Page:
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Hemoglobin consumption by P. falciparum in individual erythrocytes imaged via quantitative phase spectroscopy.

Rinehart MT, Park HS, Walzer KA, Chi JT, Wax A - Sci Rep (2016)

Bottom Line: QPS captures hyperspectral holograms of individual RBCs to measure spectroscopic changes across the visible wavelength range (475-700 nm), providing complex information, i.e. amplitude and phase, about the light field which has interacted with the cell.Hb content progressively decreases with parasite life cycle, with an average 72.2% reduction observed for RBCs infected by schizont-stage P. falciparum compared to uninfected cells.The unique ability of QPS to discriminate individual healthy and infected cells using spectroscopic changes indicates that the approach can be used to detect disease.

View Article: PubMed Central - PubMed

Affiliation: Dept. of Biomedical Engineering, Duke University, Durham, NC 27708, US.

ABSTRACT
Plasmodium falciparum infection causes structural and biochemical changes in red blood cells (RBCs). To quantify these changes, we apply a novel optical technique, quantitative phase spectroscopy (QPS) to characterize individual red blood cells (RBCs) during the intraerythrocytic life cycle of P. falciparum. QPS captures hyperspectral holograms of individual RBCs to measure spectroscopic changes across the visible wavelength range (475-700 nm), providing complex information, i.e. amplitude and phase, about the light field which has interacted with the cell. The complex field provides complimentary information on hemoglobin content and cell mass, which are both found to dramatically change upon infection by P. falciparum. Hb content progressively decreases with parasite life cycle, with an average 72.2% reduction observed for RBCs infected by schizont-stage P. falciparum compared to uninfected cells. Infection also resulted in a 33.1% reduction in RBC's optical volume, a measure of the cells' non-aqueous components. Notably, optical volume is only partially correlated with hemoglobin content, suggesting that changes in other dry mass components such as parasite mass may also be assessed using this technique. The unique ability of QPS to discriminate individual healthy and infected cells using spectroscopic changes indicates that the approach can be used to detect disease.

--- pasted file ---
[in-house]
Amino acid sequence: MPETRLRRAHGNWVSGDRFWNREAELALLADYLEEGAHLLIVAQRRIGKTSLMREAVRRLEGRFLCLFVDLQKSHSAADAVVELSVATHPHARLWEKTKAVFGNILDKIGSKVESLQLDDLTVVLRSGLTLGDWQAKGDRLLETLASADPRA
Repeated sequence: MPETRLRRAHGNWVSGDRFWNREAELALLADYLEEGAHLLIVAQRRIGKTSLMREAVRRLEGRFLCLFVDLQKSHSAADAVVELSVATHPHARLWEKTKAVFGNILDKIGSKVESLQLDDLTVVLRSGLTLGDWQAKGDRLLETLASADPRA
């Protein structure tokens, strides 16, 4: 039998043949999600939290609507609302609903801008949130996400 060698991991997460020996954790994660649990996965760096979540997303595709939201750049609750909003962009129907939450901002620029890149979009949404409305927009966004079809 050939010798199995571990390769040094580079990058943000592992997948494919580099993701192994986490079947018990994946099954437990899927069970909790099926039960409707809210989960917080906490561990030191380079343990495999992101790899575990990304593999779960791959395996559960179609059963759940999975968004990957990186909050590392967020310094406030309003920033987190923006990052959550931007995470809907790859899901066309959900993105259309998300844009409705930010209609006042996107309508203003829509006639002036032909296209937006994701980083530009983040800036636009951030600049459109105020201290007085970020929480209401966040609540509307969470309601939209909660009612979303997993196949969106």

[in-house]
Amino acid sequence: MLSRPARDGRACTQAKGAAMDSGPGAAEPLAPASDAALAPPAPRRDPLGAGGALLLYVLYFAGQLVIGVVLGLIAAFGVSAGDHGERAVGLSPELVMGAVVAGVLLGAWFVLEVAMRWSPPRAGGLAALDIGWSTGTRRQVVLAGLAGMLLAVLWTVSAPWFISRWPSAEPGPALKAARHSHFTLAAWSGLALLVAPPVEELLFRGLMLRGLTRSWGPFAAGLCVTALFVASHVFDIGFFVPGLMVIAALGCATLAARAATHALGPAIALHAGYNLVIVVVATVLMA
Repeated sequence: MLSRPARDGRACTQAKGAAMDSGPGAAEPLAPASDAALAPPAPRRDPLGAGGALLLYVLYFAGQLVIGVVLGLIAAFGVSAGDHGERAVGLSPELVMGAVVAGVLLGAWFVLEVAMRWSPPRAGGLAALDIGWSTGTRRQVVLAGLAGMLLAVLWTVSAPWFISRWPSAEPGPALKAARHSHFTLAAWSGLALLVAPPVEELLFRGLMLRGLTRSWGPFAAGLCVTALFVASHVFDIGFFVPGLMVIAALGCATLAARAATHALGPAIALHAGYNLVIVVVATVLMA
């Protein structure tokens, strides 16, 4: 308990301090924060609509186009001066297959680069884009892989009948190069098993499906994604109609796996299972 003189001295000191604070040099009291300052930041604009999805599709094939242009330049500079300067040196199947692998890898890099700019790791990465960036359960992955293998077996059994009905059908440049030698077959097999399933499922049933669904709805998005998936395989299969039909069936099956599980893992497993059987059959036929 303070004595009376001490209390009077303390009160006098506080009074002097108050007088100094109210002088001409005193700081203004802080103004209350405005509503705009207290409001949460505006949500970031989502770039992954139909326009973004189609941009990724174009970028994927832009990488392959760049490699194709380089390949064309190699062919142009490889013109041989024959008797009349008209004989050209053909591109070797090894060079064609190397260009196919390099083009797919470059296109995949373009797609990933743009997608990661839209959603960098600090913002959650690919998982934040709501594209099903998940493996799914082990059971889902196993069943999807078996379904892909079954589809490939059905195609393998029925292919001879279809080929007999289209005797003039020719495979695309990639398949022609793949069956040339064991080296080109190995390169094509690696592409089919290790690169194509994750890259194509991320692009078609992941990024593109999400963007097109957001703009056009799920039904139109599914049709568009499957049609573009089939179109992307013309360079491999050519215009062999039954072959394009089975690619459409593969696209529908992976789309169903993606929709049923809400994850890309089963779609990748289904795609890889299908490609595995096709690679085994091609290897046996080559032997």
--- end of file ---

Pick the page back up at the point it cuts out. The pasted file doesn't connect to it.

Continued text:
No MeSH data available.


Related in: MedlinePlus

(a) Stage-separated OV spectra. (b) Spectrally-averaged OV across cell groups examined in this study. Cells infected by ring-stage and early trophozoite parasites show no significant OV changes. Late Trophozoite, Early Schizont, and Late Schizont infected RBCs show a progressive decrease in OV with highly statistically significant differences compared to uninfected and ring stage.
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f4: (a) Stage-separated OV spectra. (b) Spectrally-averaged OV across cell groups examined in this study. Cells infected by ring-stage and early trophozoite parasites show no significant OV changes. Late Trophozoite, Early Schizont, and Late Schizont infected RBCs show a progressive decrease in OV with highly statistically significant differences compared to uninfected and ring stage.

Mentions: As noted above, both the amplitude and phase of the transmitted light field can be used to determine the total mass of hemoglobin within each cell. The OV spectrum is calculated from the phase of transmitted light for each cell and the average for each population is shown in Fig. 4 (a). The spectrally-averaged OV of uninfected RBCs was found to be significantly higher than that of the infected cells (Fig. 4(b)), even though RBC’s infected with P. falciparum may exhibit a larger maximum OPL, as seen in Fig. 2. Cells infected with P. falciparum also display a wider range of volumes, potentially indicating variation in the dynamics of parasite growth and hemoglobin consumption. Table 1 summarizes the OV measurements for each of the populations. Significant decreases in OV were seen for all infection stages except for the ring and early trophozoite stages. In addition to differences in the averaged OV, Fig. 4(a) also shows that the nonlinear spectral features associated with oxy-hemoglobin (520–600 nm) are more prominent in the uninfected RBC population.